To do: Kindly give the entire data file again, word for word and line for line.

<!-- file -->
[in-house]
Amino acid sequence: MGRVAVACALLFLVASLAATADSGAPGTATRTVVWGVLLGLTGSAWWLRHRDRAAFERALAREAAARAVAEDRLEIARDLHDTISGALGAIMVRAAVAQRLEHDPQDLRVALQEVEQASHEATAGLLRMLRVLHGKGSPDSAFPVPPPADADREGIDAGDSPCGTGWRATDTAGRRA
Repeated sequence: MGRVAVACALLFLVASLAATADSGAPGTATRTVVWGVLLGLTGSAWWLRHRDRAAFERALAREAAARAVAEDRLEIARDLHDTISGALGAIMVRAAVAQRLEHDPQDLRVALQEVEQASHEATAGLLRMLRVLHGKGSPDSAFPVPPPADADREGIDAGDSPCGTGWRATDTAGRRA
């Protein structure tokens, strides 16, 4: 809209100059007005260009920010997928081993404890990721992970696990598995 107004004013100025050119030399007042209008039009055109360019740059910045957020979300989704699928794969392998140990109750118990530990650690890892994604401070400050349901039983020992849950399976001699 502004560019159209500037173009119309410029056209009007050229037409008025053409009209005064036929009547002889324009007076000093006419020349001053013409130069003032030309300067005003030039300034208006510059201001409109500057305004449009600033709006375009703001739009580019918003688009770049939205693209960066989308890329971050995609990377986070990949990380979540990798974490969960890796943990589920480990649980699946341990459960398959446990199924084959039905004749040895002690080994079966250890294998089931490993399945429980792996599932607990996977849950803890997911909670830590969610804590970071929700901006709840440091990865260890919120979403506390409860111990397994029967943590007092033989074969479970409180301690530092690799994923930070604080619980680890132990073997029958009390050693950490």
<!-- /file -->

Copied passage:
[in-house]
Amino acid sequence: MGRVAVACALLFLVASLAATADSGAPGTATRTVVWGVLLGLTGSAWWLRHRDRAAFERALAREAAARAVAEDRLEIARDLHDTISGALGAIMVRAAVAQRLEHDPQDLRVALQEVEQASHEATAGLLRMLRVLHGKGSPDSAFPVPPPADADREGIDAGDSPCGTGWRATDTAGRRA
Repeated sequence: MGRVAVACALLFLVASLAATADSGAPGTATRTVVWGVLLGLTGSAWWLRHRDRAAFERALAREAAARAVAEDRLEIARDLHDTISGALGAIMVRAAVAQRLEHDPQDLRVALQEVEQASHEATAGLLRMLRVLHGKGSPDSAFPVPPPADADREGIDAGDSPCGTGWRATDTAGRRA
């Protein structure tokens, strides 16, 4: 809209100059007005260009920010997928081993404890990721992970696990598995 107004004013100025050119030399007042209008039009055109360019740059910045957020979300989704699928794969392998140990109750118990530990650690890892994604401070400050349901039983020992849950399976001699 502004560019159209500037173009119309410029056209009007050229037409008025053409009209005064036929009547002889324009007076000093006419020349001053013409130069003032030309300067005003030039300034208006510059201001409109500057305004449009600033709006375009703001739009580019918003688009770049939205693209960066989308890329971050995609990377986070990949990380979540990798974490969960890796943990589920480990649980699946341990459960398959446990199924084959039905004749040895002690080994079966250890294998089931490993399945429980792996599932607990996977849950803890997911909670830590969610804590970071929700901006709840440091990865260890919120979403506390409860111990397994029967943590007092033989074969479970409180301690530092690799994923930070604080619980680890132990073997029958009390050693950490």